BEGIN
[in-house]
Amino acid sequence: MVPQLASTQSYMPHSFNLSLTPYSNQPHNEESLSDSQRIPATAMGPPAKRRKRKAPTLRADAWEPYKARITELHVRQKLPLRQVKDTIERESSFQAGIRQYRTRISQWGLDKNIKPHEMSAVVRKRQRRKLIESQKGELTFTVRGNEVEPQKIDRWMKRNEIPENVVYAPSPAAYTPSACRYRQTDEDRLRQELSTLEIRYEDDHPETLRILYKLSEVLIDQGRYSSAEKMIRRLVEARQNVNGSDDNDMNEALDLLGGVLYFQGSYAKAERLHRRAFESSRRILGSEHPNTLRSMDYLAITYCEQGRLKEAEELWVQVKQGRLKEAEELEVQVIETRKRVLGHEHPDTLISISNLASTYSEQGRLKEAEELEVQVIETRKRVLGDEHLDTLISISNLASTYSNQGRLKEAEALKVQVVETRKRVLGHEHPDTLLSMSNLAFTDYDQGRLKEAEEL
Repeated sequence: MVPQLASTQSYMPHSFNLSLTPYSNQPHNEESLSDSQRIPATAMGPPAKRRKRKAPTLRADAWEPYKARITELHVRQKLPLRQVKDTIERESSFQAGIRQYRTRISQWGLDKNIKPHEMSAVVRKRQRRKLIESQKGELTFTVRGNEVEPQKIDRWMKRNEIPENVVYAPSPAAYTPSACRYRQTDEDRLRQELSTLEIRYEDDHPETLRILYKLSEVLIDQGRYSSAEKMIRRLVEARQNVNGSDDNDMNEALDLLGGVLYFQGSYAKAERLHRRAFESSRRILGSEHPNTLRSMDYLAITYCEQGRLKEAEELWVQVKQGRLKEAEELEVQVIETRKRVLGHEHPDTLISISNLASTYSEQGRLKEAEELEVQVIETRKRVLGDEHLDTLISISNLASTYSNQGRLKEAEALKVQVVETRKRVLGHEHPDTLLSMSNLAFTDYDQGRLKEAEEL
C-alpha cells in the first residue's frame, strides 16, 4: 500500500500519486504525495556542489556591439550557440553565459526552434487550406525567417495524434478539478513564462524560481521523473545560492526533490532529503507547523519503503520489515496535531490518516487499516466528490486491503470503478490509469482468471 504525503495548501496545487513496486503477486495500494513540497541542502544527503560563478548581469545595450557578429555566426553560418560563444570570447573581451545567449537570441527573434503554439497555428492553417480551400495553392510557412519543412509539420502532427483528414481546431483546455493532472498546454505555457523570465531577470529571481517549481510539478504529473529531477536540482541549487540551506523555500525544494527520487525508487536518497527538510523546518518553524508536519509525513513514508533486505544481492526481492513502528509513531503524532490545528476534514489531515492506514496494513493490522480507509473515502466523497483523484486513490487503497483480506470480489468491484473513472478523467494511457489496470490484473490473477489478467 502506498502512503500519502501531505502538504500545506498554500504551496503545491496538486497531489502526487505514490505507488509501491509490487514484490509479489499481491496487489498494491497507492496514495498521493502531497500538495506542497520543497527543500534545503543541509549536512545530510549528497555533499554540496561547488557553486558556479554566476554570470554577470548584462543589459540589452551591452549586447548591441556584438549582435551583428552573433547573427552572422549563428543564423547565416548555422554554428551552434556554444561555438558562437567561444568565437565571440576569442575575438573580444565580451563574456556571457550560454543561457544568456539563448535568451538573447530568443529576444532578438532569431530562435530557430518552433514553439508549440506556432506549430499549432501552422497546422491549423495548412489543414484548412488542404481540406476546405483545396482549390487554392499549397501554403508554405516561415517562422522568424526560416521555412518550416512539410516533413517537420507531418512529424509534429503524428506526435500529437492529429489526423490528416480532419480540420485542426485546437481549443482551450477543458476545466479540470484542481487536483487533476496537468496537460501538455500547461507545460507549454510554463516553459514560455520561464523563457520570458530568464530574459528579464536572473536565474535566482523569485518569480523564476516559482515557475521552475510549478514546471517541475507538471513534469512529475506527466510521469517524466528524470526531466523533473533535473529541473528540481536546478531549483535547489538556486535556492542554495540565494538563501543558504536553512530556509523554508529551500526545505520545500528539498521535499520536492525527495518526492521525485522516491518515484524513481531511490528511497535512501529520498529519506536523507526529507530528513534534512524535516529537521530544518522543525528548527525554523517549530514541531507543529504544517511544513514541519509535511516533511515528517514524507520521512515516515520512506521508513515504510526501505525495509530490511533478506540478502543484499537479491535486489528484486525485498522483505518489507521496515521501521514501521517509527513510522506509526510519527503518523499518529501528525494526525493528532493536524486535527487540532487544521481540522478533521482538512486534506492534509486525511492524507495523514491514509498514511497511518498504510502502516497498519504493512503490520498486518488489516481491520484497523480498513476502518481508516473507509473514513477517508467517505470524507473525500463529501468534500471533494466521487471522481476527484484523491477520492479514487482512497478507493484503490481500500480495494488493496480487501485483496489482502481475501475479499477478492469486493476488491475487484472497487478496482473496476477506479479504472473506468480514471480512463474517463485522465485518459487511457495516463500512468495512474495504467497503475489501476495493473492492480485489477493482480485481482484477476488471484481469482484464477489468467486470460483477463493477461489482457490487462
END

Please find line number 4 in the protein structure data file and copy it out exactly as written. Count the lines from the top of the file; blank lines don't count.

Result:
C-alpha cells in the first residue's frame, strides 16, 4: 500500500500519486504525495556542489556591439550557440553565459526552434487550406525567417495524434478539478513564462524560481521523473545560492526533490532529503507547523519503503520489515496535531490518516487499516466528490486491503470503478490509469482468471 504525503495548501496545487513496486503477486495500494513540497541542502544527503560563478548581469545595450557578429555566426553560418560563444570570447573581451545567449537570441527573434503554439497555428492553417480551400495553392510557412519543412509539420502532427483528414481546431483546455493532472498546454505555457523570465531577470529571481517549481510539478504529473529531477536540482541549487540551506523555500525544494527520487525508487536518497527538510523546518518553524508536519509525513513514508533486505544481492526481492513502528509513531503524532490545528476534514489531515492506514496494513493490522480507509473515502466523497483523484486513490487503497483480506470480489468491484473513472478523467494511457489496470490484473490473477489478467 502506498502512503500519502501531505502538504500545506498554500504551496503545491496538486497531489502526487505514490505507488509501491509490487514484490509479489499481491496487489498494491497507492496514495498521493502531497500538495506542497520543497527543500534545503543541509549536512545530510549528497555533499554540496561547488557553486558556479554566476554570470554577470548584462543589459540589452551591452549586447548591441556584438549582435551583428552573433547573427552572422549563428543564423547565416548555422554554428551552434556554444561555438558562437567561444568565437565571440576569442575575438573580444565580451563574456556571457550560454543561457544568456539563448535568451538573447530568443529576444532578438532569431530562435530557430518552433514553439508549440506556432506549430499549432501552422497546422491549423495548412489543414484548412488542404481540406476546405483545396482549390487554392499549397501554403508554405516561415517562422522568424526560416521555412518550416512539410516533413517537420507531418512529424509534429503524428506526435500529437492529429489526423490528416480532419480540420485542426485546437481549443482551450477543458476545466479540470484542481487536483487533476496537468496537460501538455500547461507545460507549454510554463516553459514560455520561464523563457520570458530568464530574459528579464536572473536565474535566482523569485518569480523564476516559482515557475521552475510549478514546471517541475507538471513534469512529475506527466510521469517524466528524470526531466523533473533535473529541473528540481536546478531549483535547489538556486535556492542554495540565494538563501543558504536553512530556509523554508529551500526545505520545500528539498521535499520536492525527495518526492521525485522516491518515484524513481531511490528511497535512501529520498529519506536523507526529507530528513534534512524535516529537521530544518522543525528548527525554523517549530514541531507543529504544517511544513514541519509535511516533511515528517514524507520521512515516515520512506521508513515504510526501505525495509530490511533478506540478502543484499537479491535486489528484486525485498522483505518489507521496515521501521514501521517509527513510522506509526510519527503518523499518529501528525494526525493528532493536524486535527487540532487544521481540522478533521482538512486534506492534509486525511492524507495523514491514509498514511497511518498504510502502516497498519504493512503490520498486518488489516481491520484497523480498513476502518481508516473507509473514513477517508467517505470524507473525500463529501468534500471533494466521487471522481476527484484523491477520492479514487482512497478507493484503490481500500480495494488493496480487501485483496489482502481475501475479499477478492469486493476488491475487484472497487478496482473496476477506479479504472473506468480514471480512463474517463485522465485518459487511457495516463500512468495512474495504467497503475489501476495493473492492480485489477493482480485481482484477476488471484481469482484464477489468467486470460483477463493477461489482457490487462